Revolutionary Memory

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Today, we are pleased to welcome guest authors Drew and Kate Gruber.

Fort Moultrie, Charleston Harbor by A. Vizitelly c.1861. Courtesy of the Library of Congress.

Fort Moultrie, Charleston Harbor by A. Vizitelly c.1861. Courtesy of the Library of Congress.

“There appears to be a romantic desire urging the South Carolinians to have possession of this work, which was so nobly defended by their ancestors in 1776…” wrote Major Robert Anderson from Fort Moultrie on November 28, 1860, less than five months before the first shots of the American Civil War. Many historians of American history have looked upon the Civil War as a continuation of the American Revolution. Looking back today, the similarities are not hard to see. According to historian Peter S. Carmichael, confederates “proclaimed their nation to be the keeper of America’s revolutionary heritage.”[1] Similarly, James McPherson notes that “Union volunteers invoked the legacy of the Founding Fathers…if disunion destroyed this nation, the generation of 1861 would prove unworthy of the heritage of republican liberty.”[2] This idea was not lost on Civil War soldiers, and their own connection to the ideals of the American Revolution grew even stronger when their marches and battles brought them close to, and even directly on, the landscapes and landmarks sacred to the memory of the American Revolution—soldiers were quick to identify the cause of the Revolution as their own. As soldiers converged on Mount Vernon, Williamsburg, and Yorktown, the connections they made to the revolutionary past of these locations strengthened their own resolve.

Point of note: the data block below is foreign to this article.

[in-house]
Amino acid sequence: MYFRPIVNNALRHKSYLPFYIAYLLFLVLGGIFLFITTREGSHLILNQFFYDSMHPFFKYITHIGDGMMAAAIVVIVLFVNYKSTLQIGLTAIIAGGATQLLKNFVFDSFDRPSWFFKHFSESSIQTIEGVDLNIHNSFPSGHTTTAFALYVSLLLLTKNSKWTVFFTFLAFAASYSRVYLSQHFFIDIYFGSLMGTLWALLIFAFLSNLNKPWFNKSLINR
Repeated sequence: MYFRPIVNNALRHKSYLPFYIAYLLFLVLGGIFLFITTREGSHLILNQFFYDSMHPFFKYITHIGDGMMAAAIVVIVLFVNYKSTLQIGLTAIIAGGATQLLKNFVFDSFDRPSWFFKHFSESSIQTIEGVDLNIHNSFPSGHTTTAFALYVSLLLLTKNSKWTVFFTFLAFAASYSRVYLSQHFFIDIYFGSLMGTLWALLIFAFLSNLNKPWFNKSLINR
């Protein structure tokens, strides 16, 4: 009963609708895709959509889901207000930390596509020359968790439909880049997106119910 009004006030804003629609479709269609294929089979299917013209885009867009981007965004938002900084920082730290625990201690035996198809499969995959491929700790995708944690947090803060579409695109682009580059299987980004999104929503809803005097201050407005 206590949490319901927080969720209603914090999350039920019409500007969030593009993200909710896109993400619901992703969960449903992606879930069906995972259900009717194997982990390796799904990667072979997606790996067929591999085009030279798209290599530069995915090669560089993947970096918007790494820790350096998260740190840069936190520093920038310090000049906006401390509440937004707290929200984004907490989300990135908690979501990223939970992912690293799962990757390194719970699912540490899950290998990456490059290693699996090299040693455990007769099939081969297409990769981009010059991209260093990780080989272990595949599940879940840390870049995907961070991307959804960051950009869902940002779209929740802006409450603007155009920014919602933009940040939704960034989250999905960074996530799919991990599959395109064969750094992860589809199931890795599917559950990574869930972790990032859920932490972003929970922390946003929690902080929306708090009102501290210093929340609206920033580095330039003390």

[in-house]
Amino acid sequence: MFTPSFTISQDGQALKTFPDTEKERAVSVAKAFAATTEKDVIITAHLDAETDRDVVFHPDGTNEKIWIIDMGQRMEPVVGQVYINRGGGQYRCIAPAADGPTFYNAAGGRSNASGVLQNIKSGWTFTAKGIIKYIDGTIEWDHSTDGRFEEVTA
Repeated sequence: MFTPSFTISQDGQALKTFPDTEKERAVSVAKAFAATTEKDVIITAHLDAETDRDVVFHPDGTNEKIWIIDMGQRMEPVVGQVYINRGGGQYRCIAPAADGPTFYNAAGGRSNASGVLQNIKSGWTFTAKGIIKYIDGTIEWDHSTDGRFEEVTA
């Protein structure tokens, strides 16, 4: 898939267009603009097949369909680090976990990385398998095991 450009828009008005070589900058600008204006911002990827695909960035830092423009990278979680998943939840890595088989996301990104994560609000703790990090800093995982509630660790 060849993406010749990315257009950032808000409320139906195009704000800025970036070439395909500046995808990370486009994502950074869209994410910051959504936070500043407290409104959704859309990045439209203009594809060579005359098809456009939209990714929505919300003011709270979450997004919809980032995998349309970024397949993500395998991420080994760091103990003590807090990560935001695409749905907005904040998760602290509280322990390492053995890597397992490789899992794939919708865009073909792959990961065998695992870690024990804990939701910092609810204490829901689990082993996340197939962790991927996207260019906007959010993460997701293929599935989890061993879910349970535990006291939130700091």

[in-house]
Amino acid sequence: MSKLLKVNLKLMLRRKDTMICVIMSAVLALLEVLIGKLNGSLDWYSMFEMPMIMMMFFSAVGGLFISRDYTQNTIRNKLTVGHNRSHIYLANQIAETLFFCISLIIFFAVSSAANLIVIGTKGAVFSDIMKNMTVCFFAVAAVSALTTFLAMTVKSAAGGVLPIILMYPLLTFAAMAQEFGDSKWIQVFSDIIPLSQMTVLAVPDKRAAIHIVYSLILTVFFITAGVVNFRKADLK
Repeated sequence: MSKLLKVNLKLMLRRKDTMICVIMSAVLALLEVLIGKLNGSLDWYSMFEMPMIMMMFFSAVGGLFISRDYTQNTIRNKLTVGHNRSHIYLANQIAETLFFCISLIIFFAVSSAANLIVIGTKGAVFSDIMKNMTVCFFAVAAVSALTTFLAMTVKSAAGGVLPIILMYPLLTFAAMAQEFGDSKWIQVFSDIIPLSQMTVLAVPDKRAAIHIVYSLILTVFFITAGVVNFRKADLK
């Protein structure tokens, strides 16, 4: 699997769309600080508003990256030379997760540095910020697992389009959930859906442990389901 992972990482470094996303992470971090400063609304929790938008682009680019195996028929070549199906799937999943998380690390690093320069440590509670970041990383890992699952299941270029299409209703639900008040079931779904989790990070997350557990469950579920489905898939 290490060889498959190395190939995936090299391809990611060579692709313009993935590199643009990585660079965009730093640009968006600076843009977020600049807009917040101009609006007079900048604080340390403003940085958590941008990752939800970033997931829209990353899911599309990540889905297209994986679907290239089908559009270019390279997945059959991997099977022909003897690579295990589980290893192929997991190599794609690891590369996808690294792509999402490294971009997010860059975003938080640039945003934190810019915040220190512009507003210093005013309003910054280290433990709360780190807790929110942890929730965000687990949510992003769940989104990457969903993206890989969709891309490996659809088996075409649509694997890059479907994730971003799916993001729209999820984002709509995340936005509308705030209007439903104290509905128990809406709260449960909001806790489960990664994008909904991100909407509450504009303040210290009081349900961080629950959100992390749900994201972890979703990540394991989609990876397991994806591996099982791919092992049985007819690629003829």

Soldiers on both sides of the war were sympathetic to the preservation of the sacred grounds of Mount Vernon. On July 31, 1861 General Winfield Scott (whose father served in the Revolution), issued General Order No. 13, urging both “patriots” and “rebels” to honor the memory and remains of George Washington as the war moved closer to Mount Vernon: “Should the operations of the war take the United States troops in that direction, the General-in-Chief does not doubt that each and every man will approach with due reverence, and leave uninjured not only the tomb, but also the house, the groves, and walks, which were so loved by the best and greatest of men.”

Valerius Cincinnatus Giles upon enlistment in the 4th Texas Infantry.

Valerius Cincinnatus Giles upon enlistment in the 4th Texas Infantry.

The 4th Texas Company B soldier Valerius Cincinnatus Giles could not help but make the connection between the American Revolution and the war in which he was now engaged as he marched through Williamsburg, Virginia in 1862. Walking through the streets of the old colonial capital, Giles remembered, “We sallied forth to inspect William and Mary college where two presidents and Patrick Henry got their inspiration for American independence, the very thing that we were struggling for.”[1] Though Patrick Henry delivered his immortal “Give me liberty, or give me death” speech sixty miles west in Richmond, it was easy for Giles to conflate his memory of revolutionary history at Williamsburg which served as the capitol of Virginia until 1780, and saw the muster of the First Virginia Regiment under Patrick Henry in 1775, along with the occupation of the British army in 1781.

 

Tipton Jennings as he appeared after the war in the Confederate Veteran.

Tipton Davis Jennings as he appeared after the war in the Confederate Veteran.